Tell me a little bit about yourself.
I’m Krishna Solanki, Digital Designer. I work part-time as a Senior Digital Designer at a SME based in Fenstaton, Cambridge, and I also run my own branding and website design business – Krishna Solanki Designs – where I work with small businesses and startups to build strong brands and beautiful websites. I have a little toddler that keeps me busy and a wonderful supportive husband. I love pizza, and am attracted to all things bright and colorful. I can be a little quiet at times but am equally loud and crazy.
What’s your background/career path?
I’ve always been naturally creative from a very young age. I thought keeping the creative side of me as a hobby was a good idea and so I studied Business Information Systems at university. This was working out well until I aced a website design and development module as part of my second year. After my industrial placement, I realised I couldn’t just let my love for designing and developing websites lay low so I finished my degree and over the summer of 2005 I taught myself XHTML and CSS3, which was all the rage back then!
After applying to almost every London company, as all London design agencies were either looking for a design related degree, or previous agency experience, neither of which I had, I managed to secure a position as an Assistant Web Master at a Satellite communications company, all along the same time as trying to gain more experience and creating websites for small local businesses that needed a web presence. That’s when I decided to set up a small freelance business at the same time as well as working full-time.
The only issue was I had no idea how to progress with the freelance business so it never took off successfully and I ended up letting it die a slow death until recently. At this point I was also writing design related articles and had built a following via Twitter, but again, no formal business.
Tell me about your agency.
I don’t particularly think of myself as an agency – I used to, but I felt like I always tried to make my business much more than it was. As my business is a “one-woman-band” I don’t consider it to be an agency, but rather a small branding and design business. To me this means I can add my personality to my brand and business without appearing to be bigger than I am or giving off that impression. I like to provide a personal approach to my projects as I feel it helps me connect with my clients and their requirements.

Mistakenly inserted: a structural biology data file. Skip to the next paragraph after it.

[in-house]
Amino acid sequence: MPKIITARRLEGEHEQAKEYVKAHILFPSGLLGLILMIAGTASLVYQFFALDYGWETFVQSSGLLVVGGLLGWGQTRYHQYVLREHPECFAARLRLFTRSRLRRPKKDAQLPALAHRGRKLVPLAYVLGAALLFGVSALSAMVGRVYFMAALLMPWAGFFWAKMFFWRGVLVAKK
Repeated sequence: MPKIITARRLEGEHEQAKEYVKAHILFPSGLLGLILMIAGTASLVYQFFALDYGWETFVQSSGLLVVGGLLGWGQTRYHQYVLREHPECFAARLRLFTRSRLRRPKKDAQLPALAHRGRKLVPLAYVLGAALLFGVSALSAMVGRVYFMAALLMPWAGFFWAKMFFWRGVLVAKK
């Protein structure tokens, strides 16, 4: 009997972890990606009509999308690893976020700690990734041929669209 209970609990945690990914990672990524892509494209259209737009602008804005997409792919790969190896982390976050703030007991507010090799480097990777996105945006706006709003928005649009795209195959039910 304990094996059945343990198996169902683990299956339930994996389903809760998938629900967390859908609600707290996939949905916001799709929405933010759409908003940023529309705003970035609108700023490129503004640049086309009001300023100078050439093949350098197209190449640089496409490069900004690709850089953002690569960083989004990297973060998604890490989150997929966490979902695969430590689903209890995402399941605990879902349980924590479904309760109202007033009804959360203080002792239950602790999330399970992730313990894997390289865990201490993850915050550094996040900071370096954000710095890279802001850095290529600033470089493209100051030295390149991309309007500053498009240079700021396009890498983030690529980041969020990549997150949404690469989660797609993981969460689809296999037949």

My passion for design is to create strong branding and useable, beautiful, websites for small businesses and startups. Being able to help, advise and create the whole package for a new business is what I love to. This is why I started Krishna Solanki Designs as I believe I can help all those new businesses, those freelancers who want to take that step to professionalise their business, and make their creative mark in the industry they are part of.
What is it you do and what prompted you to start up your own?
From the moment, I left university I knew I wanted to start my own business. I just didn’t know how anyone would trust someone with just a passion for design without any “proper” experience. I designed and built a website that wowed but I needed clients, and so started working full-time and in the meantime built up my freelance client base. I also didn’t know how to officially set up a business or who to turn to and ask. Where did these people hang out? Who am I looking for? What do I do?
Since then, I have deliberately kept my business as a “side hustle”. Most recently I have realised I love being able to keep it as a side hustle as I love being able to work on the larger projects, that I find can only be found as an in-house designer – for example, creating the UX and UI for a mobile app.
Being able to keep my passion for creating brands and websites strictly as my side hustle, gives me the best of both worlds. I not only get variety in types of design projects, I also get variety in terms of clients as well.
What do you think the are most important issues for developing your company culture?